Nellie was giving her baby a bath when she heard a muffled bang.
Her ears were stuffed with cotton, a treatment for an ear condition. She leaned over to pull Charlie from the tub so she could investigate the noise when the house exploded.
It was just after 9 a.m. on Dec. 6, 1917.
Nellie and Charlie were at 50 Veith St., in the heart of what was called Richmond at the time.
They were about 300 metres away from the Mont-Blanc — ground zero.
This is the story of three sisters: Emma, Laura and Nellie.
The trio, who were in their twenties, ran a music studio teaching piano to people in Halifax's north end.
All of them survived that gruesome day.
Emma was my great-grandmother.
I was born and raised in Toronto, but all my life I've known that Dec. 6 was an important day in my family's history.
I can remember telling my friends about it at school when I was a kid. To our generation, the explosion was something mentioned in a popular Heritage Minute that told of Vince Coleman's sacrifice.
It wasn't until a few weeks ago, as I pored over the Halifax newspapers from the days that followed the explosion, that I realized just how remarkable it is that every member of my family survived.
This disaster, which claimed a comparable number of lives as the 9/11 attacks, changed my family's future.
While they did survive, the next year was one of struggles. They were homeless, injured and at times, destitute. Eventually it forced them to leave Nova Scotia behind.
As Halifax crumbled, the city filled with stories of horror and miraculous survival. For reporters covering the disaster, it seems no sentence was too sensational to grasp the gravity of what had happened.
"Every street of the North End contains the mutilated bodies of men, women and children whose lives were blotted in an instant," the Herald reported.
"A returned soldier who had been in France said he never saw anything like the scenes he witnessed yesterday during all the time he was in the fighting zone."
Life beyond the 'dead line'
On Veith Street, there was nothing left. The book Too Many to Mourn estimates 95 per cent of the people on the street were dead.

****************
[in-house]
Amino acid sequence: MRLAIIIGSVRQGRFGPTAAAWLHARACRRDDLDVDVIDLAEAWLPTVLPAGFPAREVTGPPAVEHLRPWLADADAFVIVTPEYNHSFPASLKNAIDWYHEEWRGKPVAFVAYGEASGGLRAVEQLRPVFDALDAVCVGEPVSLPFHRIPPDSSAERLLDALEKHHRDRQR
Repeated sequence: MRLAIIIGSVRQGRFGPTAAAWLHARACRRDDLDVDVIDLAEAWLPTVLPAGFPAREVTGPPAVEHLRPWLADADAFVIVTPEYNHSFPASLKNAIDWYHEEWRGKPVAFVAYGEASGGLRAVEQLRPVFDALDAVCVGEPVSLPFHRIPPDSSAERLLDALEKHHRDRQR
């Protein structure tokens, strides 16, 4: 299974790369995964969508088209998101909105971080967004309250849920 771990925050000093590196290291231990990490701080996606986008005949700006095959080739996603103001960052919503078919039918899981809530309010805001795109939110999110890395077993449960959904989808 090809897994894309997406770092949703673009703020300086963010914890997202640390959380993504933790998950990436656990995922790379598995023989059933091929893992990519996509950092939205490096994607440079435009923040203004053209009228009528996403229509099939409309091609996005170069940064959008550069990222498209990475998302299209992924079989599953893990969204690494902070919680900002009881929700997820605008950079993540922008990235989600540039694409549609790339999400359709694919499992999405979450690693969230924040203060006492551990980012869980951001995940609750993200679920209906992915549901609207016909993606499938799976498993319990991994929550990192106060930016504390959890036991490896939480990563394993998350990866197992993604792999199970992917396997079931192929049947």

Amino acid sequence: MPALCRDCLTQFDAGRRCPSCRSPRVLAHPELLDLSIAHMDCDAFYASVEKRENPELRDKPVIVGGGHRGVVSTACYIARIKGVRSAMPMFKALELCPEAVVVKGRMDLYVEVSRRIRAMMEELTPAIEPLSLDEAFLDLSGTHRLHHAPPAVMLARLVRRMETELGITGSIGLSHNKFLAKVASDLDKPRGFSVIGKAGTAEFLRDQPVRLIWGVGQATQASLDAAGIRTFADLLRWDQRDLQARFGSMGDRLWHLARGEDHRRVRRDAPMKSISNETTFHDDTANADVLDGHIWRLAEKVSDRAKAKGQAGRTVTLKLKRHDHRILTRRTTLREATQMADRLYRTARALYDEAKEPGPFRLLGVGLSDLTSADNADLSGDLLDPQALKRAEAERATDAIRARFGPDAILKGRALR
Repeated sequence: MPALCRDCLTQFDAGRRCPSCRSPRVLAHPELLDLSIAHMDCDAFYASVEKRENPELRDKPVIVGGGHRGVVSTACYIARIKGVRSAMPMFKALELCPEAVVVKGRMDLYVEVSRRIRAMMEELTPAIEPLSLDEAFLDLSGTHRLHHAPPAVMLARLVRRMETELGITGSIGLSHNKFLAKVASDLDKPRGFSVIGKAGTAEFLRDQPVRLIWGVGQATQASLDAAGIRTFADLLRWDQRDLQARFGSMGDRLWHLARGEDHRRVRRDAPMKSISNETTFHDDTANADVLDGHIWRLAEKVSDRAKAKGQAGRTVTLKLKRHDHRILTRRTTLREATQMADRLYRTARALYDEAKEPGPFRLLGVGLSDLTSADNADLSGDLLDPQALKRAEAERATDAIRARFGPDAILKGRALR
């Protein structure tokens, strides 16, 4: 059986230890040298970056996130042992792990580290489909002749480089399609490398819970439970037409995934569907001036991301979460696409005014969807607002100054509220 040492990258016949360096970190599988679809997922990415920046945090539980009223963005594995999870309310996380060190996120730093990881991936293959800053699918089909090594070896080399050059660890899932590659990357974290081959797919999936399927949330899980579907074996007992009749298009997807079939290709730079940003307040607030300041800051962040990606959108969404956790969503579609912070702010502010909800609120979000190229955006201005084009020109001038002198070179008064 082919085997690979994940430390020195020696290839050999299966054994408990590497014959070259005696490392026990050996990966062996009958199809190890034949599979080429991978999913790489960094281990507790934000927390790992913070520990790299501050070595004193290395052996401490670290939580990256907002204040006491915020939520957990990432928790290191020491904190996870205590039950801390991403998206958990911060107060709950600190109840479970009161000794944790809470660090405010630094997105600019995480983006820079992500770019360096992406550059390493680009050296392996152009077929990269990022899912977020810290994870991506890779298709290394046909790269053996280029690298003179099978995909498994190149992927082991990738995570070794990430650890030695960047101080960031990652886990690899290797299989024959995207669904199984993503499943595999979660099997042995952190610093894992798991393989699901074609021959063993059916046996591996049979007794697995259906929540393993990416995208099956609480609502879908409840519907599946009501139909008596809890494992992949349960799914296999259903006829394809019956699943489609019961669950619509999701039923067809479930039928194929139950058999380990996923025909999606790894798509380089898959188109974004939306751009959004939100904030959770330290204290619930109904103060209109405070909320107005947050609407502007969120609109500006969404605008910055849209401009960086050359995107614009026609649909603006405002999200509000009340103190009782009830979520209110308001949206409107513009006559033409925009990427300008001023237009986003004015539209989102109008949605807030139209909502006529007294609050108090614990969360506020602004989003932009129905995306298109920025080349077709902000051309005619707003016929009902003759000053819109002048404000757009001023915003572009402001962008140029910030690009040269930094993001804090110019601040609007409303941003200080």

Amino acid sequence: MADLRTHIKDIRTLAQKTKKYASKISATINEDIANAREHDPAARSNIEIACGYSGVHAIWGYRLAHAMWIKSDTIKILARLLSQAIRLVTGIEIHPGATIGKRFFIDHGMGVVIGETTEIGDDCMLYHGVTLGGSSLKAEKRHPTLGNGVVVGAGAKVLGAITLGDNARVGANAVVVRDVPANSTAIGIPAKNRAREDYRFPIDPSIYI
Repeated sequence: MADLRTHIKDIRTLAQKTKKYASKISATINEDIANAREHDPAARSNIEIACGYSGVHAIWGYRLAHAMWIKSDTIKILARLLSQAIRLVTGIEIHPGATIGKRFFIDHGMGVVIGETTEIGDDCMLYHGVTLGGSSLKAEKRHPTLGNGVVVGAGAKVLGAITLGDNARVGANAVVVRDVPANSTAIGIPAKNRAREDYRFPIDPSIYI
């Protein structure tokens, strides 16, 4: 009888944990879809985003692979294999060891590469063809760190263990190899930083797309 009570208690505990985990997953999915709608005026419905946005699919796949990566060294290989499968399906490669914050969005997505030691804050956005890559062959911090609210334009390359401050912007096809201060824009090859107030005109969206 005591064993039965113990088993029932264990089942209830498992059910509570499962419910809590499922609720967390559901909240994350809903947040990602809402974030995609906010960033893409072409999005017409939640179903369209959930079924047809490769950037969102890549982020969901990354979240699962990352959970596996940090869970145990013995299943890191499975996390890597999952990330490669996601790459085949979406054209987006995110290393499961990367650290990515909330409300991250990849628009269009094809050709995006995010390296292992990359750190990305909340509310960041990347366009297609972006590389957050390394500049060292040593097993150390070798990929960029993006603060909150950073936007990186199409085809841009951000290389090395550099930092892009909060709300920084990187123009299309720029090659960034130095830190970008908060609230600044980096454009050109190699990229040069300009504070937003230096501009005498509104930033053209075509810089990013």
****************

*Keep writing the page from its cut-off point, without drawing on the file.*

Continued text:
"A chill lay at every heart as the thought of the possibility of living victims pinned under the ruins," the Daily Echo newspaper said. "Almost hourly, new bodies are found."
Nellie, my great-grandmother's sister, and baby Charlie were two of the scattered few who made it out of the rubble with just cuts and bruises.
That tub became a shelter, protecting them from the wood, glass and debris as the house disappeared. Nellie's hearing was also intact, saved by the cotton balls in her ears.
All three sisters were in the north end that day, an area that was later described in papers as beyond the "dead line."
If it wasn't for my father's cousin, Rob Milson, many of the details of what happened next would be lost. He spent years researching and recording what happened.
I've also spent days at the Nova Scotia Archives, trying to find my family's case files to try to piece it all together.
The search proved to be far harder than I imagined. Their names were repeatedly spelled wrong and the addresses also had inconsistencies. We still haven't found Emma's paperwork.
In a sign of the times, the files focused on what happened to the men.
Nellie and Laura's husbands were stevedores working on the dock and both survived. Nellie's husband was hit on the head, likely concussed, but they didn't realize it at the time. Laura's husband was hit on his back by debris and went missing for days. Emma's husband was in the army, and was safe on a base.